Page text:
NATP warns of the AMT: The Alternative Minimum Tax could take a big bite out of taxpayers this year if they don’t plan carefully to avoid having to pay it, the National Association of Tax Professionals warned.
While the AMT originally targeted only high-income taxpayers to ensure that they paid federal income tax, it has trickled down to many middle-class taxpayers who may not realize that they could be affected.
Some strategies to avoid paying the AMT include planning ahead before deferring or accelerating income and deductions to future years, and recognizing that state tax, personal exemptions and other deductions aren’t deductible under the AMT.
The NATP is a nonprofit association formed to serve professionals who work in all areas of tax practice and includes as members individual practitioners, enrolled agents, CPAs, attorneys and financial planners.
New Regs Limit Penalty Defenses: New proposed rules will limit the penalty defenses for transactions that taxpayers fail to disclose on their returns.
"We are raising the stakes for taxpayers who fail to disclose potentially abusive transactions to the IRS," said Treasury Assistant Secretary for Tax Policy Pam Olson. "Taxpayers who choose to hide their transactions from the IRS will lose their ability to rely on a tax opinion as a penalty defense."
According to Olson, the regulatory change is necessary because too many tax advisors have counseled clients against disclosing their transactions with the expectation that the advisors’ opinions will allow the clients to avoid penalties.
The proposed regulations prohibit taxpayers from relying upon an opinion or advice from a tax practitioner as a defense to the accuracy-related penalty for potentially abusive transactions that are not disclosed. They also will not be allowed to rely upon a tax opinion as a penalty defense if they fail to disclose transactions that are based on a position that a regulation is invalid.
H&R Block Preparer Charged with ID Theft Scam: Customers who used an H&R Block preparer to prepare their taxes over the past two years got less than they bargained for. The employee apparently stole their identities to redirect tax refunds and set up credit card accounts for her own shopping sprees.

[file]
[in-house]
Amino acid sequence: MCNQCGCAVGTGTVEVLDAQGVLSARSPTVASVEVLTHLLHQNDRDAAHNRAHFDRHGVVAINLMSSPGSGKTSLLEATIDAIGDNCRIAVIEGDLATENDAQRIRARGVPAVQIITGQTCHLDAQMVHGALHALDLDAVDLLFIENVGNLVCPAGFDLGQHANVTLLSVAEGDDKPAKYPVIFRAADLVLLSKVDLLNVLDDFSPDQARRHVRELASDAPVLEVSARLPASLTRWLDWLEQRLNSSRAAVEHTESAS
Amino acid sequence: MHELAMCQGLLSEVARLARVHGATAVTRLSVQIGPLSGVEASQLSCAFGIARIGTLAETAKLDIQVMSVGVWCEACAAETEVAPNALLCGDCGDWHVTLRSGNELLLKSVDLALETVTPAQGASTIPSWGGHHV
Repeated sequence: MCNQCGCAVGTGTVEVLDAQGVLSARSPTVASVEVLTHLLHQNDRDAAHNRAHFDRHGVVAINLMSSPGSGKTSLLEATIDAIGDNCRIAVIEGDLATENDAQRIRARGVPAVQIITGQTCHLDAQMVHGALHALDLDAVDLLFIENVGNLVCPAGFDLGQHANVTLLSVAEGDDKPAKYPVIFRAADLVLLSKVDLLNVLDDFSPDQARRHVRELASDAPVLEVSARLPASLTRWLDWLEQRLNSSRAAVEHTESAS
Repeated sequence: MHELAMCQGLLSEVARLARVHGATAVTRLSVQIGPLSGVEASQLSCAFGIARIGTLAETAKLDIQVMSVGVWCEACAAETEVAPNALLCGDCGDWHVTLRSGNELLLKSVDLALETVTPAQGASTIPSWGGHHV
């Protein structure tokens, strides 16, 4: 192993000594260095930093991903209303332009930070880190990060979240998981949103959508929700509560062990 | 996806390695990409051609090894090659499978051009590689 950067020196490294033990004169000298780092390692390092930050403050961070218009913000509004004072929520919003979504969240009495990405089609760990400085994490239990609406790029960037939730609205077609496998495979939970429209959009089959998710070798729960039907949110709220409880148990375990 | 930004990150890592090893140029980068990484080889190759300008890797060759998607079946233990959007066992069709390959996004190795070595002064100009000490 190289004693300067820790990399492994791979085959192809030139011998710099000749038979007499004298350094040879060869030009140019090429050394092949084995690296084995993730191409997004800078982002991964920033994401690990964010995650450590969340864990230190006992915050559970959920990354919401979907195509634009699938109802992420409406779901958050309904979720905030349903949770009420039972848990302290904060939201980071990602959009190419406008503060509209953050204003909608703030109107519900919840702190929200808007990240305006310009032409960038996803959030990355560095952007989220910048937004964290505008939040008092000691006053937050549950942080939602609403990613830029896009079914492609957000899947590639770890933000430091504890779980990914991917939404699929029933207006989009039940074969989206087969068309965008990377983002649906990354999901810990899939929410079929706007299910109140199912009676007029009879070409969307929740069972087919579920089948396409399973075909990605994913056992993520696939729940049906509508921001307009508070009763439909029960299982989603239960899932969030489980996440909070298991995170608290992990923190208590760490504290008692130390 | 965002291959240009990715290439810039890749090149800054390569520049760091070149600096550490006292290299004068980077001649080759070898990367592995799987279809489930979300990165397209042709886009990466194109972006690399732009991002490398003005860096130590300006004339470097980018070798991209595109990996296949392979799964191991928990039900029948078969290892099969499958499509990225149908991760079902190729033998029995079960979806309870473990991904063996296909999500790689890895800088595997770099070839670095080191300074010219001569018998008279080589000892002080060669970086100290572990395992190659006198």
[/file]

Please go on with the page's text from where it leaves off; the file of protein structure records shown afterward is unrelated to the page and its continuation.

The U.S. Postal Inspection Service said that more than two dozen customers were victimized by preparers, including Ivy Johnson, who worked at a Block office in White Plains, N.Y., between December 2000 and April 2001. Johnson allegedly stole names, addresses, Social Security numbers and other confidential information from at least 27 customers.
Johnson and three other suspects, LaTasha Edwards-Hamlett, Catherine Pointer and Charles Griffin, allegedly used the information to open credit card accounts and divert tax checks of up to $8,000.
In a statement, William Kezer, postal inspector in charge of the New York division, pointed out the seriousness of the alleged crime. "In many cases, identity theft victims failed to safeguard certain personal identifying information. That is not the case with the victims of this fraud," he said.
IRS Creates Office Of Professional Responsibility: The Internal Revenue Service has created a new Office of Professional Responsibility, charged with enhancing the oversight of tax professionals. It replaces the office of the Director of Practice. Brien Downing was named director.
"The creation of the Office of Professional Responsibility and the appointment of a senior executive to lead the office are examples of our continuing commitment to ensuring the integrity of the American tax system and recognition of tax professionals as an integral part of effective tax administration," said Acting Commissioner Bob Wenzel.
The new office will have more than twice the staff that was available under the previous organization. In addition to licensing enrolled agents, the office will investigate allegations of misconduct and negligence against agents, attorneys, accountants and other professionals representing taxpayers before the IRS.
"My office will coordinate its efforts with the associations of tax professionals in dealing with representatives who fail to meet the standards of professional conduct," Downing said.
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